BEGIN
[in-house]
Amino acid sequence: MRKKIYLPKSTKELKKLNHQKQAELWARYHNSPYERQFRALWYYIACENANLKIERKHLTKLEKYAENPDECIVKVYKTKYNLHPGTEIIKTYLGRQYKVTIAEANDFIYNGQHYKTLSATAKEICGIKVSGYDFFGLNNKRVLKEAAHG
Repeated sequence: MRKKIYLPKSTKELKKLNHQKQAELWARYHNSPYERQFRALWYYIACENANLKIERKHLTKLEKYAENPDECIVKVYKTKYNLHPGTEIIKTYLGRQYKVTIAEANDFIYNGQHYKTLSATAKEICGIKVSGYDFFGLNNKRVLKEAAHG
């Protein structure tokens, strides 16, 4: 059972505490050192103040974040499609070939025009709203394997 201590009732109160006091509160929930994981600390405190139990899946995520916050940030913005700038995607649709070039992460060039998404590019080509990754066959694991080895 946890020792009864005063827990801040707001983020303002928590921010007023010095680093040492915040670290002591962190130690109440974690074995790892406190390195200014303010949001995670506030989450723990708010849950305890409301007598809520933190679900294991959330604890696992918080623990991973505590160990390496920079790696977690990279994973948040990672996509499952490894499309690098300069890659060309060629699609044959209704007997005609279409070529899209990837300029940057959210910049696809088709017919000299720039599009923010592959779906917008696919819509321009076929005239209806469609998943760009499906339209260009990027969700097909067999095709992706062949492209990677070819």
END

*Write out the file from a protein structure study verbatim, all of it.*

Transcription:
[in-house]
Amino acid sequence: MRKKIYLPKSTKELKKLNHQKQAELWARYHNSPYERQFRALWYYIACENANLKIERKHLTKLEKYAENPDECIVKVYKTKYNLHPGTEIIKTYLGRQYKVTIAEANDFIYNGQHYKTLSATAKEICGIKVSGYDFFGLNNKRVLKEAAHG
Repeated sequence: MRKKIYLPKSTKELKKLNHQKQAELWARYHNSPYERQFRALWYYIACENANLKIERKHLTKLEKYAENPDECIVKVYKTKYNLHPGTEIIKTYLGRQYKVTIAEANDFIYNGQHYKTLSATAKEICGIKVSGYDFFGLNNKRVLKEAAHG
């Protein structure tokens, strides 16, 4: 059972505490050192103040974040499609070939025009709203394997 201590009732109160006091509160929930994981600390405190139990899946995520916050940030913005700038995607649709070039992460060039998404590019080509990754066959694991080895 946890020792009864005063827990801040707001983020303002928590921010007023010095680093040492915040670290002591962190130690109440974690074995790892406190390195200014303010949001995670506030989450723990708010849950305890409301007598809520933190679900294991959330604890696992918080623990991973505590160990390496920079790696977690990279994973948040990672996509499952490894499309690098300069890659060309060629699609044959209704007997005609279409070529899209990837300029940057959210910049696809088709017919000299720039599009923010592959779906917008696919819509321009076929005239209806469609998943760009499906339209260009990027969700097909067999095709992706062949492209990677070819």